Electronics: DIY passive line-stage, Antique Sound Labs MG-SI15DT-S, Burson Timekeeper Virtuoso
            Speakers: Tekton Lore, Magneplaner .7
            Interconnects: Morrow Audio MA1, Vermouth Audio Black Pearl, Audioquest Evergreen
            Speaker cables: Morrow Audio SP4, Vermouth Audio Red Velvet, Audioquest Type 5
            Digital cables: Aural Symphonics USB, iFi Gemini twin-head USB.
            Accessories: Sound Organization turntable shelf, Mondo racks, Pangea Audio Vulcan rack, Pi Audio Group Über BUSS, Monster HTS2000 power conditioner, Kinetronics anti-static brush, Pro-Ject VC-S record cleaner, Spin Clean record cleaner.
            Headphones: Schiit Valhalla amp, Burson Conductor Virtuoso Amp, Meze Audio 99 Classic and 99 Neo, Beyerdynamic DT770Pro 600 ohm, DT770 Studio 80 ohm, 1More Triple Driver Over Ear, 1More Triple Driver IEM

            Comment


            • #12
              Originally posted by mep View Post
              Are we down to micro levels of speed deviation now or nano levels? It doesn't make sense to me technologically in late 2016 that we have to talk about speed deviations with expensive turntables, but here we are. Are we still perfecting what hasn't been perfected or are we gilding the lily like the distortion wars of the late 1970s and 1980s? And I say this somewhat tongue in cheek because really good speed controllers do make a difference, but why aren't they standard at a given price point? Why are people still making turntables that are either incapable of maintaining the correct speed or selling you one that is incapable of turning at the correct speed without an external controller that doesn't come standard? Why do some companies like Rega sell you turntables that run too fast on purpose (hint: to make music more 'exciting')?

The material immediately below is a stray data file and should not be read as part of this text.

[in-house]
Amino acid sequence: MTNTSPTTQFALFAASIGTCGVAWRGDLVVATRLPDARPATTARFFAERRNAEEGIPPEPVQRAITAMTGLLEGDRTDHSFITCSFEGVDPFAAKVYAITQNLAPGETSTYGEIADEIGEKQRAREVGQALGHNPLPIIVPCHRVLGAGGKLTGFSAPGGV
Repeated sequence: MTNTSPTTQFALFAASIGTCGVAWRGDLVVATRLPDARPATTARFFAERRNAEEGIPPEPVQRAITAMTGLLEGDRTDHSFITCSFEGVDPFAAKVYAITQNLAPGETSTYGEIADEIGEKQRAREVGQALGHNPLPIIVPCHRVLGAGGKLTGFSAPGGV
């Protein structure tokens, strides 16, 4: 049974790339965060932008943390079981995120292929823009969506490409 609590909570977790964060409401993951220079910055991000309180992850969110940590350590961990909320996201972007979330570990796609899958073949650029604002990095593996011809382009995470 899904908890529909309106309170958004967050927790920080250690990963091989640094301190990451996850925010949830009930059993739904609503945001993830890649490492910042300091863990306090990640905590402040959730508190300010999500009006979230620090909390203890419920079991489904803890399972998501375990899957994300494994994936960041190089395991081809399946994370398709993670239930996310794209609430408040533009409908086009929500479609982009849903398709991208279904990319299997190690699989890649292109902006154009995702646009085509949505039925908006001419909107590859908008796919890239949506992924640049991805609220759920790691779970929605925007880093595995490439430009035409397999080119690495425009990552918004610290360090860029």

Interestingly, high-end tables still vary widely in their speed stability based upon Mikey's reviews where he measures variations using the Feickert software.
              Myles B. Astor, PhD, Administrator
              Senior Editor, Positive-Feedback.com
              ________________________________________

              -Zellaton Plural Evo speakers
              -Goldmund Telos 300 stereo amp
              -Goldmund Mimesis 37S Nextgen preamplifier
              -Doshi EVO and Goldmund PH3.8 phonostage
              -VPI Vanquish direct-drive turntable
              -VPI 12-inch 3D Fat Boy dual pivot tonearm, VPI 12-inch 3D Fat Boy gimballed and SAT LM-12 arm
              -Lyra Atlas SL Lambda, Fuuga Mk. 2, vdh Colibri Master Signature, MutechHayabusa, MOFI Master Tracker, Sumiko Songbird cartridges
              -Technics RS1506 with Flux Magnetic heads, Doshi V3.0 tape stage (balanced)
              -Assorted cables including Transparent XL Gen. 6, Skogrand, Viero, Kubala-Sosna, Audience Au24SX, Genesis Advanced Technologies and Ensemble Power Cords
              -Accessories including Stillpoint Aperture panels, Cathedral Sound panels, Furutech NCF Nano AC receptacles; Silver Circle Tchaik 6 PLC, Symposium ISIS and SRA Craz 3 racks, Audiodharma Cable Cooker, Symposium Ultra and assorted SRA OHIO Class 2.1+ platforms.

              Comment


              • mep
                mep commented
                Editing a comment
                But doesn't that tell you something about the quality of the engineering?

              • MylesBAstor
                MylesBAstor commented
                Editing a comment
                These were some highly regarded tables.

              • mep
                mep commented
                Editing a comment
                But still....or, does that mean their speed variations don't matter?

            • #13
              Originally posted by Alrainbow View Post
              My comments are only based on knowledge of engineering only not sound. Hopefully this may help some here .
              Asynchronous means it uses the incoming frequently be it 60 cycles here . The number of poles has two effects one more poles is better rpm stability meaning less slip . Yes there is an inherent slip of every motor . The second is the speed each added set of poles cuts the sync speed in half . In your cutting or playback operation I would think a hall effect or other type of feed back loop would monitor the exact speed and make adjustments as needed. Now if this effects sound as I said I don't know. The added poles in this case gets it to more closers needed speed or rpm . Is the device a direct drive ?